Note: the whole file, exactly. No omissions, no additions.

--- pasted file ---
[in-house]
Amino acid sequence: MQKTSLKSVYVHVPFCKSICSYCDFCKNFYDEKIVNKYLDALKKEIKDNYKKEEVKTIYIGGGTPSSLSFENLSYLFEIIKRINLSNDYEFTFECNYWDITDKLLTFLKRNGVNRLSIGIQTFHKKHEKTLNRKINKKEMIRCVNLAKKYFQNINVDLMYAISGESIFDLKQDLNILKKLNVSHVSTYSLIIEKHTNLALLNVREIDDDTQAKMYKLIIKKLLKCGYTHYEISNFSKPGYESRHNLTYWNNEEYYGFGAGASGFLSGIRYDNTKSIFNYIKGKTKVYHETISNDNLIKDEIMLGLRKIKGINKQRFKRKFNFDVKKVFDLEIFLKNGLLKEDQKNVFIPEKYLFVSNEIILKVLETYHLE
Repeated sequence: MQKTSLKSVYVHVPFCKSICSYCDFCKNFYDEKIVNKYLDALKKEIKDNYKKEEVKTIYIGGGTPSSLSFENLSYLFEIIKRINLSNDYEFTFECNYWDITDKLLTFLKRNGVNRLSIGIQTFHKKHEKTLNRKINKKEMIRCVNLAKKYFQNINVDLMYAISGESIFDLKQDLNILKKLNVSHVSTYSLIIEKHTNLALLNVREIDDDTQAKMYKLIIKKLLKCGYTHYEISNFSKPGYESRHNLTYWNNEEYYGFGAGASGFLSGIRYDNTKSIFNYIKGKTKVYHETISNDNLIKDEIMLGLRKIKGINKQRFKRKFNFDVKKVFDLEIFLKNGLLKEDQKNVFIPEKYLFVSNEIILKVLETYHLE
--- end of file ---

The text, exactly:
[in-house]
Amino acid sequence: MQKTSLKSVYVHVPFCKSICSYCDFCKNFYDEKIVNKYLDALKKEIKDNYKKEEVKTIYIGGGTPSSLSFENLSYLFEIIKRINLSNDYEFTFECNYWDITDKLLTFLKRNGVNRLSIGIQTFHKKHEKTLNRKINKKEMIRCVNLAKKYFQNINVDLMYAISGESIFDLKQDLNILKKLNVSHVSTYSLIIEKHTNLALLNVREIDDDTQAKMYKLIIKKLLKCGYTHYEISNFSKPGYESRHNLTYWNNEEYYGFGAGASGFLSGIRYDNTKSIFNYIKGKTKVYHETISNDNLIKDEIMLGLRKIKGINKQRFKRKFNFDVKKVFDLEIFLKNGLLKEDQKNVFIPEKYLFVSNEIILKVLETYHLE
Repeated sequence: MQKTSLKSVYVHVPFCKSICSYCDFCKNFYDEKIVNKYLDALKKEIKDNYKKEEVKTIYIGGGTPSSLSFENLSYLFEIIKRINLSNDYEFTFECNYWDITDKLLTFLKRNGVNRLSIGIQTFHKKHEKTLNRKINKKEMIRCVNLAKKYFQNINVDLMYAISGESIFDLKQDLNILKKLNVSHVSTYSLIIEKHTNLALLNVREIDDDTQAKMYKLIIKKLLKCGYTHYEISNFSKPGYESRHNLTYWNNEEYYGFGAGASGFLSGIRYDNTKSIFNYIKGKTKVYHETISNDNLIKDEIMLGLRKIKGINKQRFKRKFNFDVKKVFDLEIFLKNGLLKEDQKNVFIPEKYLFVSNEIILKVLETYHLE